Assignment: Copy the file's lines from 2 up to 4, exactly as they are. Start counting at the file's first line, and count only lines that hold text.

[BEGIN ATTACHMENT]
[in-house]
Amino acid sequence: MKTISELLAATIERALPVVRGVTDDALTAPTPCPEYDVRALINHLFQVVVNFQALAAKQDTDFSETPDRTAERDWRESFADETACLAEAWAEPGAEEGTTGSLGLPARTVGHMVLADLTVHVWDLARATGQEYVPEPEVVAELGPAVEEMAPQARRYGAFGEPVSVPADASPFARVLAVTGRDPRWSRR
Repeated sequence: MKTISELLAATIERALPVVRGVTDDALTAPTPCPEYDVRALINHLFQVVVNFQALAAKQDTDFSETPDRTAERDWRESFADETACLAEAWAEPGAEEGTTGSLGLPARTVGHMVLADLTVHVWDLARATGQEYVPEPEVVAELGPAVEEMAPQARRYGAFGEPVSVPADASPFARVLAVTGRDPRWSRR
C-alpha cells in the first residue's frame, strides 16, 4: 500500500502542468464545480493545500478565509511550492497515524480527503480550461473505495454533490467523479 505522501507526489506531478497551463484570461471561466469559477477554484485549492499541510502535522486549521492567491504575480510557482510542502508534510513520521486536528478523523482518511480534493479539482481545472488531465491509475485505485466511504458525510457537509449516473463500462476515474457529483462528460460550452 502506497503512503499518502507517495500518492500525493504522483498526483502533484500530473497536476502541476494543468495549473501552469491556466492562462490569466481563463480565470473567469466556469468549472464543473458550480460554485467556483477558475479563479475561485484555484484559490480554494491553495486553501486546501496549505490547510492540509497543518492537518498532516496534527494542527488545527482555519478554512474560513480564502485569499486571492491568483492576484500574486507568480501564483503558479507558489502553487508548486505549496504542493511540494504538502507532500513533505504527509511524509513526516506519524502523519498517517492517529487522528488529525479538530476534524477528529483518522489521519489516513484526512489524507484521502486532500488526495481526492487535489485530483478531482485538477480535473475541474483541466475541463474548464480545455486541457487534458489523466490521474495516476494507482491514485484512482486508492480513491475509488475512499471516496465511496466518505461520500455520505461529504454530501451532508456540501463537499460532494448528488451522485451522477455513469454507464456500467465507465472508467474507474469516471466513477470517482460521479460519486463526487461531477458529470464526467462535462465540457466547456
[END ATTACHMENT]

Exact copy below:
Amino acid sequence: MKTISELLAATIERALPVVRGVTDDALTAPTPCPEYDVRALINHLFQVVVNFQALAAKQDTDFSETPDRTAERDWRESFADETACLAEAWAEPGAEEGTTGSLGLPARTVGHMVLADLTVHVWDLARATGQEYVPEPEVVAELGPAVEEMAPQARRYGAFGEPVSVPADASPFARVLAVTGRDPRWSRR
Repeated sequence: MKTISELLAATIERALPVVRGVTDDALTAPTPCPEYDVRALINHLFQVVVNFQALAAKQDTDFSETPDRTAERDWRESFADETACLAEAWAEPGAEEGTTGSLGLPARTVGHMVLADLTVHVWDLARATGQEYVPEPEVVAELGPAVEEMAPQARRYGAFGEPVSVPADASPFARVLAVTGRDPRWSRR
C-alpha cells in the first residue's frame, strides 16, 4: 500500500502542468464545480493545500478565509511550492497515524480527503480550461473505495454533490467523479 505522501507526489506531478497551463484570461471561466469559477477554484485549492499541510502535522486549521492567491504575480510557482510542502508534510513520521486536528478523523482518511480534493479539482481545472488531465491509475485505485466511504458525510457537509449516473463500462476515474457529483462528460460550452 502506497503512503499518502507517495500518492500525493504522483498526483502533484500530473497536476502541476494543468495549473501552469491556466492562462490569466481563463480565470473567469466556469468549472464543473458550480460554485467556483477558475479563479475561485484555484484559490480554494491553495486553501486546501496549505490547510492540509497543518492537518498532516496534527494542527488545527482555519478554512474560513480564502485569499486571492491568483492576484500574486507568480501564483503558479507558489502553487508548486505549496504542493511540494504538502507532500513533505504527509511524509513526516506519524502523519498517517492517529487522528488529525479538530476534524477528529483518522489521519489516513484526512489524507484521502486532500488526495481526492487535489485530483478531482485538477480535473475541474483541466475541463474548464480545455486541457487534458489523466490521474495516476494507482491514485484512482486508492480513491475509488475512499471516496465511496466518505461520500455520505461529504454530501451532508456540501463537499460532494448528488451522485451522477455513469454507464456500467465507465472508467474507474469516471466513477470517482460521479460519486463526487461531477458529470464526467462535462465540457466547456